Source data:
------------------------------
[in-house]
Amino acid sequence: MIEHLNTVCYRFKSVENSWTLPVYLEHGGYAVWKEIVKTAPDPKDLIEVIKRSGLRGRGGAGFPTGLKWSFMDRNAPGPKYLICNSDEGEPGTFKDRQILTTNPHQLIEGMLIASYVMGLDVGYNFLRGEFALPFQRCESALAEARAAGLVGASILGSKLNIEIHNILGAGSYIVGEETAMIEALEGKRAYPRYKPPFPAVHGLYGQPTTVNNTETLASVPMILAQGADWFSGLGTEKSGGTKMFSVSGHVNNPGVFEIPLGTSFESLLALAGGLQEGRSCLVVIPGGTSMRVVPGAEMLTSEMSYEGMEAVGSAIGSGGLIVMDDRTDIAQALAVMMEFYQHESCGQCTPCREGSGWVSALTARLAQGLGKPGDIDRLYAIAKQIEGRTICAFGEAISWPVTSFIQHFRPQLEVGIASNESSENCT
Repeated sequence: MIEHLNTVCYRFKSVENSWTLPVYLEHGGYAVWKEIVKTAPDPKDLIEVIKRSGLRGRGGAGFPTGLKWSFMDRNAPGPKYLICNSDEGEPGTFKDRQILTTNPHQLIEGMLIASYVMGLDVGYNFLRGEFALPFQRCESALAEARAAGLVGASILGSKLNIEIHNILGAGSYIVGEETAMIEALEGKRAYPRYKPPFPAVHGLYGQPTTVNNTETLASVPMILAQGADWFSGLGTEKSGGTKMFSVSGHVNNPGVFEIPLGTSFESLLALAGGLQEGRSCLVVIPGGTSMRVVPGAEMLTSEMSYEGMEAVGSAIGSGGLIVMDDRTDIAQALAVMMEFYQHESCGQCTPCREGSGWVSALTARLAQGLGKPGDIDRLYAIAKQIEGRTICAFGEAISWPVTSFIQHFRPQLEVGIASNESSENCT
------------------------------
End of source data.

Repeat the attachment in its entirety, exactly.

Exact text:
[in-house]
Amino acid sequence: MIEHLNTVCYRFKSVENSWTLPVYLEHGGYAVWKEIVKTAPDPKDLIEVIKRSGLRGRGGAGFPTGLKWSFMDRNAPGPKYLICNSDEGEPGTFKDRQILTTNPHQLIEGMLIASYVMGLDVGYNFLRGEFALPFQRCESALAEARAAGLVGASILGSKLNIEIHNILGAGSYIVGEETAMIEALEGKRAYPRYKPPFPAVHGLYGQPTTVNNTETLASVPMILAQGADWFSGLGTEKSGGTKMFSVSGHVNNPGVFEIPLGTSFESLLALAGGLQEGRSCLVVIPGGTSMRVVPGAEMLTSEMSYEGMEAVGSAIGSGGLIVMDDRTDIAQALAVMMEFYQHESCGQCTPCREGSGWVSALTARLAQGLGKPGDIDRLYAIAKQIEGRTICAFGEAISWPVTSFIQHFRPQLEVGIASNESSENCT
Repeated sequence: MIEHLNTVCYRFKSVENSWTLPVYLEHGGYAVWKEIVKTAPDPKDLIEVIKRSGLRGRGGAGFPTGLKWSFMDRNAPGPKYLICNSDEGEPGTFKDRQILTTNPHQLIEGMLIASYVMGLDVGYNFLRGEFALPFQRCESALAEARAAGLVGASILGSKLNIEIHNILGAGSYIVGEETAMIEALEGKRAYPRYKPPFPAVHGLYGQPTTVNNTETLASVPMILAQGADWFSGLGTEKSGGTKMFSVSGHVNNPGVFEIPLGTSFESLLALAGGLQEGRSCLVVIPGGTSMRVVPGAEMLTSEMSYEGMEAVGSAIGSGGLIVMDDRTDIAQALAVMMEFYQHESCGQCTPCREGSGWVSALTARLAQGLGKPGDIDRLYAIAKQIEGRTICAFGEAISWPVTSFIQHFRPQLEVGIASNESSENCT